I’ve had some time to think about how we evaluate dividend stocks. First we’ll make some assumptions.
A healthy dividend paying company should have a payout ratio that does not exceed 60%. Which means annual dividends should not be more than 0.6 times the company’s earnings per share. According to common belief, the lower the payout ratio, the greater the potential for dividend growth.
Traditionally, if a company’s PE ratio is greater than 20, it is considered to be overvalued. So a company priced at 20 times EPS is accurately valued.
This last assumption is not up for debate since it’s just straight math. Yield percentage is equal to the annual dividends per share divided by share price.
So an average healthy dividend stock will pay a dividend of 0.6 times EPS and be priced at 20 times EPS. This works out to an average dividend yield of 3% (0.6/20). Which means for a stock to have a better yield, it either needs to be undervalued so the PE ratio is lower than 20, or have a higher payout ratio, which is not considered healthy. This is why finding bargains is so essential to dividend investors.
If you own nothing but healthy dividend stocks, the yields are all going to be roughly the same if the company’s are healthy. So what sets apart the big winners? Growth
As dividend investors, we typically search for companies with a solid history of dividend growth dating back 10 years or more, such as Dividend Achiever. The trailing dividend growth rate shows that the company will reward shareholders. But if the dividends per share were a function of the EPS, the ability to grow that EPS would be a stronger indicator of future dividend growth.
A company can most effectively grow its earnings potential through either innovation or expansion. By this, I mean releasing newer better products, building new storefronts, or selling in different markets. If a company has a lower payout ratio, it’s safe to assume it has more revenue with which to reinvest in these areas, thus growing EPS.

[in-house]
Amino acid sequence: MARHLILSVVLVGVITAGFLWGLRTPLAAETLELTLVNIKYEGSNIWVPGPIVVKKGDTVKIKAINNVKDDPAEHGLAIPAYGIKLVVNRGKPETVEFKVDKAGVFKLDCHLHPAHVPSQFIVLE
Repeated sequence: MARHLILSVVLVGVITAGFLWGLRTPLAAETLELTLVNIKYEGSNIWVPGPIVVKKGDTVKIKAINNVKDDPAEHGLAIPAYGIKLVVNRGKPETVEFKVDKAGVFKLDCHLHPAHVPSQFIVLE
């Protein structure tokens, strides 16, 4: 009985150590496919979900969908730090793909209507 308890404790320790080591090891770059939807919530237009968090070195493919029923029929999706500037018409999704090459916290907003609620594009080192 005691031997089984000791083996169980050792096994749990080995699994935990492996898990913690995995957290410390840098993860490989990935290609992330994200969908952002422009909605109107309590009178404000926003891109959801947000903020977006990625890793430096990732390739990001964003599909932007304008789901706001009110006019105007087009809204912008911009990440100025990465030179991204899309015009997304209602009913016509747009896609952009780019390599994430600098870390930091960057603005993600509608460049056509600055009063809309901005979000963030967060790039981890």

This is why most naysayers of dividend investing believe the strategy to be foolish, since mathematically, everything comes back to EPS. However, there is must to be said for a company that is able to payout a solid dividend yield and still grow revenue each year.
In a market where everyone with a paycheck has the potential to be an active trader, stock prices tend to auto-correct themselves for minor mistakes in valuation. For instance, if a company is overvalued by 5%, it is likely that after a month, it will be corrected at some point to its average EPS multiple. So, the only way to take advantage of massive dips in price is when a company has fallen on hard times due to a lawsuit or a bad quarter, but has the branding and strength to recover as a business. If the company looks statistically bad in the short term, but has the capability to recover and come back stronger, there is some serious growth potential there.
The company that comes to mind for me right now is Target (TGT). They have faced difficulties with their expansion into Canada as well as the recent security issues. As a result, the price has dropped over 17% from the 52 week high in July, 2013. TGT currently has a payout ratio of 46% and a PE ratio of 16.30. This results in a dividend yield of 2.83%. This is all based on an EPS of $3.73, which is almost 20% lower than 1 year ago.
Considering the PE ratio of Target was about 13-14 a year ago, I believe Target still has a little a little further to fall (probably mid-50’s). After that, the company has the brand and leadership to recover rapidly and return some substantial rewards to investors. I currently have a small position in Target (16 shares), and am looking to possibly double that, but I think it can wait another month to get a really attractive entry price.
I should also mention that Target has been growing its dividend for 46 years, making it just 4 years away from being a Dividend King. It’s dividend growth rate has been outstanding over the past 10 years, averaging over 20% annual growth. If you invested $1000 in this stock 10 years ago and reinvested all dividends, you would now have about 35.00 shares worth $2126.60 paying out $55.30 dividends each year. This is a little less impressive than Clorox, so that makes my decision even tougher.
What are your thoughts on Target?